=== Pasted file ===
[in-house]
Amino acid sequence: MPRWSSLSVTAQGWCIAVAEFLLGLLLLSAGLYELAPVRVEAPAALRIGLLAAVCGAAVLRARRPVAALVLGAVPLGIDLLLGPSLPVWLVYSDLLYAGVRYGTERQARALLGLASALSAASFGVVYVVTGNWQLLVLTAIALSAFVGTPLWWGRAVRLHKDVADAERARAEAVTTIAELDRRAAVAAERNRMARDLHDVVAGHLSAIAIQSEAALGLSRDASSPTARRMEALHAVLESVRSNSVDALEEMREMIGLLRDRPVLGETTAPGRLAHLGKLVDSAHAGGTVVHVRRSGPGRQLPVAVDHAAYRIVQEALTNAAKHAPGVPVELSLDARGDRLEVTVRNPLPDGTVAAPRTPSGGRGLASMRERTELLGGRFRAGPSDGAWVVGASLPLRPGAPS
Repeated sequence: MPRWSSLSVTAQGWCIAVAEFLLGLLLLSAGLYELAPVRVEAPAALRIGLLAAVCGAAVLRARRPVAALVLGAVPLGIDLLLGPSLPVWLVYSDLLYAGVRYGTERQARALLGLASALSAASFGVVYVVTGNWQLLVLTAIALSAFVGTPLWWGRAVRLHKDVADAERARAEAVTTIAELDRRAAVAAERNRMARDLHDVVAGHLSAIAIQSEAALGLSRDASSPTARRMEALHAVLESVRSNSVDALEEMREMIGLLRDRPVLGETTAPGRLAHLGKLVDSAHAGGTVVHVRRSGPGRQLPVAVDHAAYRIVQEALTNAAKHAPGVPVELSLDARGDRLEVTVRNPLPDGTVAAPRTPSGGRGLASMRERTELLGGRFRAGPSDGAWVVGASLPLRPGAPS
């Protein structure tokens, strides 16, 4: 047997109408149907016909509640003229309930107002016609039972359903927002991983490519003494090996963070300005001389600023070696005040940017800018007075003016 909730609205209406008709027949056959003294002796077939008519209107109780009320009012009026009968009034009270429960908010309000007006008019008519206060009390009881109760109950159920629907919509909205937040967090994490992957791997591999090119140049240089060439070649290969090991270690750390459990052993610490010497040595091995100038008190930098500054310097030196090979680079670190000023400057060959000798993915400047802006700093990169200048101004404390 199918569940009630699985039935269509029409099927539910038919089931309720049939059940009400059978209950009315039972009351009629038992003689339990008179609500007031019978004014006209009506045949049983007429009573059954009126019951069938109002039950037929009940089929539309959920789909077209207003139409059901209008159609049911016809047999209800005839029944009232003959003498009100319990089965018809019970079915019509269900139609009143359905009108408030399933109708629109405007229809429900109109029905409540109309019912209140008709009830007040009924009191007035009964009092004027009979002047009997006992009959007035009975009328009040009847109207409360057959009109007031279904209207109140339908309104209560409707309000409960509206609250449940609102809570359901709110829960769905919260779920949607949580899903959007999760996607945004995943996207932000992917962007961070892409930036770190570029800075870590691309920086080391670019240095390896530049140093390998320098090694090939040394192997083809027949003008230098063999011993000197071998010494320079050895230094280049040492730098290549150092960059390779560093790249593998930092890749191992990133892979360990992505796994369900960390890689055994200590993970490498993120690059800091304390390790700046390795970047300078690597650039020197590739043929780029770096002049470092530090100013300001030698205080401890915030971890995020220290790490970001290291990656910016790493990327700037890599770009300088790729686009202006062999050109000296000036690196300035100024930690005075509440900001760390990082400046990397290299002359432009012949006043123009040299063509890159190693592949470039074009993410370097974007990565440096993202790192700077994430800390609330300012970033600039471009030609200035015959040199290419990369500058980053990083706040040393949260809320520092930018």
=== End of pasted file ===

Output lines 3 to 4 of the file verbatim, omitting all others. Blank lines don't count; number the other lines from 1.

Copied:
Repeated sequence: MPRWSSLSVTAQGWCIAVAEFLLGLLLLSAGLYELAPVRVEAPAALRIGLLAAVCGAAVLRARRPVAALVLGAVPLGIDLLLGPSLPVWLVYSDLLYAGVRYGTERQARALLGLASALSAASFGVVYVVTGNWQLLVLTAIALSAFVGTPLWWGRAVRLHKDVADAERARAEAVTTIAELDRRAAVAAERNRMARDLHDVVAGHLSAIAIQSEAALGLSRDASSPTARRMEALHAVLESVRSNSVDALEEMREMIGLLRDRPVLGETTAPGRLAHLGKLVDSAHAGGTVVHVRRSGPGRQLPVAVDHAAYRIVQEALTNAAKHAPGVPVELSLDARGDRLEVTVRNPLPDGTVAAPRTPSGGRGLASMRERTELLGGRFRAGPSDGAWVVGASLPLRPGAPS
């Protein structure tokens, strides 16, 4: 047997109408149907016909509640003229309930107002016609039972359903927002991983490519003494090996963070300005001389600023070696005040940017800018007075003016 909730609205209406008709027949056959003294002796077939008519209107109780009320009012009026009968009034009270429960908010309000007006008019008519206060009390009881109760109950159920629907919509909205937040967090994490992957791997591999090119140049240089060439070649290969090991270690750390459990052993610490010497040595091995100038008190930098500054310097030196090979680079670190000023400057060959000798993915400047802006700093990169200048101004404390 199918569940009630699985039935269509029409099927539910038919089931309720049939059940009400059978209950009315039972009351009629038992003689339990008179609500007031019978004014006209009506045949049983007429009573059954009126019951069938109002039950037929009940089929539309959920789909077209207003139409059901209008159609049911016809047999209800005839029944009232003959003498009100319990089965018809019970079915019509269900139609009143359905009108408030399933109708629109405007229809429900109109029905409540109309019912209140008709009830007040009924009191007035009964009092004027009979002047009997006992009959007035009975009328009040009847109207409360057959009109007031279904209207109140339908309104209560409707309000409960509206609250449940609102809570359901709110829960769905919260779920949607949580899903959007999760996607945004995943996207932000992917962007961070892409930036770190570029800075870590691309920086080391670019240095390896530049140093390998320098090694090939040394192997083809027949003008230098063999011993000197071998010494320079050895230094280049040492730098290549150092960059390779560093790249593998930092890749191992990133892979360990992505796994369900960390890689055994200590993970490498993120690059800091304390390790700046390795970047300078690597650039020197590739043929780029770096002049470092530090100013300001030698205080401890915030971890995020220290790490970001290291990656910016790493990327700037890599770009300088790729686009202006062999050109000296000036690196300035100024930690005075509440900001760390990082400046990397290299002359432009012949006043123009040299063509890159190693592949470039074009993410370097974007990565440096993202790192700077994430800390609330300012970033600039471009030609200035015959040199290419990369500058980053990083706040040393949260809320520092930018």